A baseball preview question and answer… thoughts and more…
an overview and response

Just a few extra thoughts as the season begins…

Any advice as we watch the early season?

Sure… don’t get carried away.

In Boston, as one example, I can guarantee you that there will be a sketchy defensive play or two… or maybe the pitching won’t be strong… or perhaps David Ortiz will slump. This after stressing before the season that it was pitching and defense for them, and the offense was just fine. Each of these may be a viable item to critique, and critique rather early in the year, especially Ortiz considering last season and options like Mike Lowell available.

But, don’t overreact. If Lester or Buchholz struggle… give them a second or third start. (And I’m kidding about giving only a start or two to show how ridiculous it is… give them more than a couple of starts before predicting doom and gloom. Unfortunately, Boston is a town that will be calling for Varitek to catch Beckett if the rotation matches up at some point soon and Beckett looks great with him.)

And that Boston idea carries over. People want immediate observations and opinions these days. They don’t care that occasionally early numbers for such observations will support that the Pirates are going to win 123 games, the Astros are going to lose 135, or that some player is on pace to hit 292 home runs.

Reality though folks… marathon… not a sprint. Start most discussions in mid-May or so, when about 40 games have been played and early streaks have settled down.

Why don’t you seem to think the loss of Joe Nathan will hurt the Twins?

Well… duh… of course it’s going to hurt them. If you think I was saying the Twins wouldn’t suffer because Nathan is out, then I made a mistake and wasn’t clear. What I was trying to say about Nathan falls into three different categories.

First, the Twins are good enough to win the Central right now because they are a solid team. A team. A group consisting of more than one. With the exception of one particular other-worldly player, I think you could honestly look over their roster and there isn’t a single player on the team you would rank as a top two or three player at any position. In fact, let’s check out closers. Rivera… Papelbon… I think you’d have to give a nod to Rodriguez in New York… so there’s three names right off the bat. All three of them can claim a championship ring along with great regular seasons on their resume and at least one effective postseason. Nathan is in that next group, but even then he might not be the fourth best in baseball.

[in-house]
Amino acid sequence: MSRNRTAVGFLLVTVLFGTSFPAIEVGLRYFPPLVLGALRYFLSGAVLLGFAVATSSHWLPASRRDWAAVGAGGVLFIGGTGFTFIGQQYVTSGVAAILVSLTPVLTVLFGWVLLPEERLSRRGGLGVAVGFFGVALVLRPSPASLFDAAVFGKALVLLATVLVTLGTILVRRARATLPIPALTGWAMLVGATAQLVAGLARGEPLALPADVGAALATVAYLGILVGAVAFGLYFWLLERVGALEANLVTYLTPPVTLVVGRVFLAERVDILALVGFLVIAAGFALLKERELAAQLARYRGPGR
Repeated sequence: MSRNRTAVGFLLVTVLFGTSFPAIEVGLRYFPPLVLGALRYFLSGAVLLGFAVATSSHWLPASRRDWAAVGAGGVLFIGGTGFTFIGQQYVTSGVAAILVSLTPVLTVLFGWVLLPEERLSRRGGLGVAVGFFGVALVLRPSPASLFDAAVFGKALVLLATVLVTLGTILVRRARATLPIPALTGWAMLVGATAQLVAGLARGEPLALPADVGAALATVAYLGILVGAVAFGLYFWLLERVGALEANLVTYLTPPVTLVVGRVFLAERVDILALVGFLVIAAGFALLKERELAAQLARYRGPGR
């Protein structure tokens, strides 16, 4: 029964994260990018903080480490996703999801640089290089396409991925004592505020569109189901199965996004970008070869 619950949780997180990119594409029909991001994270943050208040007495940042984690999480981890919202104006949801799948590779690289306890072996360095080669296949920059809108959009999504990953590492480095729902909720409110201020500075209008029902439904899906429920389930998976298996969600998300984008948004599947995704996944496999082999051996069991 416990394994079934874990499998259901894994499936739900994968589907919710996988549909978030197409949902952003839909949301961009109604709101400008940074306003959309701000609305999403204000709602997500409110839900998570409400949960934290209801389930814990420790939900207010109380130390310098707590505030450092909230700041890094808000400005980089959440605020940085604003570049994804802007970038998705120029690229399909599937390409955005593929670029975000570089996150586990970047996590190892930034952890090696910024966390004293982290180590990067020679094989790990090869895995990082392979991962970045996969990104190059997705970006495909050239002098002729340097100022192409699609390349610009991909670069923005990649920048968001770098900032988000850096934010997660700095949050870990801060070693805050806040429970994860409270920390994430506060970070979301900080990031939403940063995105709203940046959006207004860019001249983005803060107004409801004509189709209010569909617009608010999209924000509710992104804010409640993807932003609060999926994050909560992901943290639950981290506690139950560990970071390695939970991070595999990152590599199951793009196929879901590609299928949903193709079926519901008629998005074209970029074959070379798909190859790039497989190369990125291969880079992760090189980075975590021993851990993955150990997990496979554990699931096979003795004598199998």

Second, Nathan didn’t look right last year in the playoffs. At least not to me. Two innings is hardly a good sample size, especially against New York, but that’s what I saw. I think there’s more to this than showing up in February and the team suddenly discovering something. In terms of this question, I do wonder if the Twins approached 2010 thinking they would have to tread lightly with Nathan already, and then learned he was injured much worse than feared.

And third, I just don’t see another team in the Central that will run away from the Twins. There is no team capable of 95 wins in the division. And unless that happens, when September arrives the Twins will be in the race. I suppose you could argue that Nathan would make a difference… and even I would attempt to make that argument… but I just don’t see how it ends their season and finishes them.

Over 162 games, Minnesota can survive the loss of Nathan and win the division. That was my point.

Umm… maybe this never occurred to you and no one is asking… but considering some of what you have to say about the teams, how come you have Pittsburgh struggling and Florida not?

Interesting question. I do seem to like some of what Pittsburgh did, and yet have Florida within sight of the wild card while Pittsburgh isn’t even fighting for an even record.

I suppose more than anything else… past history.

Since the last time Pittsburgh made the playoffs, Florida has won two championships. They’ve also made… as recently as last season… unexpected runs at the 85 win level.

History tells me that the Marlins can be good when you don’t expect it. The Pirates? Not so much.

So sure, maybe I have the Pirates a bit too low and the Marlins a bit too high… still, I’m comfortable with my predictions there.

How about some really solid trade thoughts?

Well… honestly… there won’t be any interesting trades at all.

How’s that?

See, most of the big names are already settled into place. There are only a couple of players… Adrian Gonzalez for one… that you can point to and everyone knows eventually he will be moving, the questions is primarily timing.

But there are no big pitchers on the fringe of free agency or bad contracts to move or glaring needs that would inspire movement.

So there you have it… no big trades.

(Ok… fine… I’ll give it a shot. Let’s see…)

I think Brandon Webb could be an amazing player to watch when talking trades. The Diamondbacks thought they had finished rebuilding a few seasons ago. They made the playoffs… had solid young players… and it all seemed to be a time for tinkering to stay at the top of the division. Now they are heading into 2010 off of disappointment in 2009, and Webb… the indestructible Webb that you kept on your roster almost regardless of cost as long as he’d stay in town… is coming off of an injury and moving closer to forcing the team to make contract decisions that don’t seem quite so easy these days. If Los Angeles and San Francisco… and let’s toss in Colorado… race ahead of them, and Webb is pitching fine but not spectacular, I could see Arizona not wanting to commit money to him if a team is willing to give them talent in return.